Pearl Movie Analysis

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Register to read the introduction… The Emperor at first wanted to go into war as a last resort and during the delivery of the fourteenth part message, the ambassador to the United Sates for Japan, Kichikisaburo Nomura said that the war he tried to prevent may finally have arrived.

The element of surprise was known by all to be vital to the success of the operation. However, in the film, we see that Mitsuo Fuchida was aggrieved at the fact the third wave would not be launched due to the uncertainty of whether the U.S. had sufficient power to defend against the third wave and also because the element of surprise had been lost. Had the third wave been launched, the third wave’s target would have been the facilities which may have altered the war. In the bridge of the carrier flagship Akagi, we see the admirals’ reluctance to leave without the launch of the third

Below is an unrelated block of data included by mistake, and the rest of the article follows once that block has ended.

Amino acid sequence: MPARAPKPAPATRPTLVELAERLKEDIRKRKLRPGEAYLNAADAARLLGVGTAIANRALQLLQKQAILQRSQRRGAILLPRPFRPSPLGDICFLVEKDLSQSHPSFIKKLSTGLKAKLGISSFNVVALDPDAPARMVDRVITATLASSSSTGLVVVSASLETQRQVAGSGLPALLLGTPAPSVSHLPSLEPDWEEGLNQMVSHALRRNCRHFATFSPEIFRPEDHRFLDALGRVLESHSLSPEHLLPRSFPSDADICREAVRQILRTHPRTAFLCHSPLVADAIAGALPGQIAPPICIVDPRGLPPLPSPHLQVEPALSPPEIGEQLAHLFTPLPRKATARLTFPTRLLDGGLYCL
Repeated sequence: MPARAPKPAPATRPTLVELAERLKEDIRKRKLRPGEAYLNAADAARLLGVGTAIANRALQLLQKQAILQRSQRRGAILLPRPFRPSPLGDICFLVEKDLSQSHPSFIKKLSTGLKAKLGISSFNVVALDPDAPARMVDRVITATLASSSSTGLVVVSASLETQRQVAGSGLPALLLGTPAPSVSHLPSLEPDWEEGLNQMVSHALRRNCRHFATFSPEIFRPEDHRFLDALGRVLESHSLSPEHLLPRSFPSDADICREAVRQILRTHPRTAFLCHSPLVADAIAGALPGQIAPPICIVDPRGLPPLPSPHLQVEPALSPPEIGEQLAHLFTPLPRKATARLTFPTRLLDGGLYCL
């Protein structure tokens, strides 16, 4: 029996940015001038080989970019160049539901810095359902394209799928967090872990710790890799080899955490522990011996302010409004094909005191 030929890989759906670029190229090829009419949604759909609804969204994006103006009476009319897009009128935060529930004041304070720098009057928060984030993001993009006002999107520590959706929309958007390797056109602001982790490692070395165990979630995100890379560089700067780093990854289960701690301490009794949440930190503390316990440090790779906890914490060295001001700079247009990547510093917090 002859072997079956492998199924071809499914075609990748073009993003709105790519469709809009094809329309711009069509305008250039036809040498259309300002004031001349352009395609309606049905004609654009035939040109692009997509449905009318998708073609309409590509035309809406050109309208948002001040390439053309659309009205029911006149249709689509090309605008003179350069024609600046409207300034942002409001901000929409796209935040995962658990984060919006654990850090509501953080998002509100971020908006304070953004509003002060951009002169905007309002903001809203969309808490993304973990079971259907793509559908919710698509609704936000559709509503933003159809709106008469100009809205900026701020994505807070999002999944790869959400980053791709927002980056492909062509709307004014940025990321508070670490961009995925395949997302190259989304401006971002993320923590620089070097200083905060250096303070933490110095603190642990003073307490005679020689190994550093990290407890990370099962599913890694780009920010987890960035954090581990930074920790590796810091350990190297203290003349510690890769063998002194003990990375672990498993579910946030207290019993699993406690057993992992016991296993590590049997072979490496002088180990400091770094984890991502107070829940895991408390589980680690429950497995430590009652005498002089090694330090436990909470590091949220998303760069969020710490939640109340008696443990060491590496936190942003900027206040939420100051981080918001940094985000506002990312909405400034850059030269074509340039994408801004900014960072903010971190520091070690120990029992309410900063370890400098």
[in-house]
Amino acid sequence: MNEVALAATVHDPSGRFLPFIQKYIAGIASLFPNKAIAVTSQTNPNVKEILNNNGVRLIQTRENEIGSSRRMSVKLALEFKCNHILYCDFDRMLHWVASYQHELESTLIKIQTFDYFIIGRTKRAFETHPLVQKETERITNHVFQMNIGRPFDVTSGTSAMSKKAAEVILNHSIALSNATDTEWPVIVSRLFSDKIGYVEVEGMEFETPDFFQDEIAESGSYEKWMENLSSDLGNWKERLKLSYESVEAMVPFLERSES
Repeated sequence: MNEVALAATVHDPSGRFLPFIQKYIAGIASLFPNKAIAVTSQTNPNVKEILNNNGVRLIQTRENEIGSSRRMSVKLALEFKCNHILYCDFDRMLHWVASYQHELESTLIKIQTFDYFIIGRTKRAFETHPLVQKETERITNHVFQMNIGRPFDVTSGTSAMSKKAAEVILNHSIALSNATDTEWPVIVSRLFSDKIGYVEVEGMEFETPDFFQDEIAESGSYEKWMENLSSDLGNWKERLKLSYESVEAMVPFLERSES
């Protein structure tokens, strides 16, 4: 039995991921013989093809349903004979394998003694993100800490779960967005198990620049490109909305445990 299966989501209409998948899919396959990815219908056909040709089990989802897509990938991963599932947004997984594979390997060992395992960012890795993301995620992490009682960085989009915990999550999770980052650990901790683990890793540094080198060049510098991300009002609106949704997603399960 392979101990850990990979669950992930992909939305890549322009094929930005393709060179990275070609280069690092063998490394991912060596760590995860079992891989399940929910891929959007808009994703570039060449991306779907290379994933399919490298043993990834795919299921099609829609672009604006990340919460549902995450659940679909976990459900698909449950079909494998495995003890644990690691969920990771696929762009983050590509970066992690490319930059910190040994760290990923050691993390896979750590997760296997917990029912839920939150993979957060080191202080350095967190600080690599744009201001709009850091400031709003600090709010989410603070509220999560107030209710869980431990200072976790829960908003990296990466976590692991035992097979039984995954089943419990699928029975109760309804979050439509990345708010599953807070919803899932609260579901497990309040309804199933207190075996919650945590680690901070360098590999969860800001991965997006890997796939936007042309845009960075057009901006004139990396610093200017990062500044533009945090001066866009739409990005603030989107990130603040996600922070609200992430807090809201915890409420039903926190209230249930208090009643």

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At Pearl, on a Saturday (the day before the strike), the admiral called back everybody into their offices and a few officers had worked during the early hours of Sunday morning trying to figure out what was happening. Therefore, I would come to the conclusion that the film was trying to show that the Americans were trying to effectively make use of the information and make realistic decisions. However, the assumption that the Americans that an attack was imminent was when the message, “HOSTILE ACTION AT ANY MOMENT…IF HOSTILITIES CANNOT. REPEAT CANNOT. BE AVOIDED. THE UNITED STATES DESIRES THAT JAPAN COMMIT THE FIRST OVERT ACT. THIS POLICY SHOULD NOT. REPEAT NOT. BE CONSTRUED AS RESTRICTING YOU TO A COURSE OF ACTION THAT MIGHT JEOPARDI[S]E YOUR DEFENCE” was sent out and on two occasions, the commanding officer issued out two twenty-four hour alerts. In the hour of attack, Fuchida was surprised at the lack of resistance of anti-aircraft fire which shows that they were not prepared for an attack on Pearl Harbour. It should be further noted that Admiral Kimmel was portrayed as taken defensive measures. This meant the storing of ammunition for peace time regulations and the aircraft formation on the ground which made them sitting ducks for Japanese bombers. The film showed that the American response to the attack was ineffective except for the two pilots who managed to radio Haleiwa Field and have their fighters ready in advance. There is doubt to whether these two pilots did any significant damage like both this film and Pearl Harbour showed [K. Short, 2008 & Ill mention of Agawa’s ‘The Relucatant

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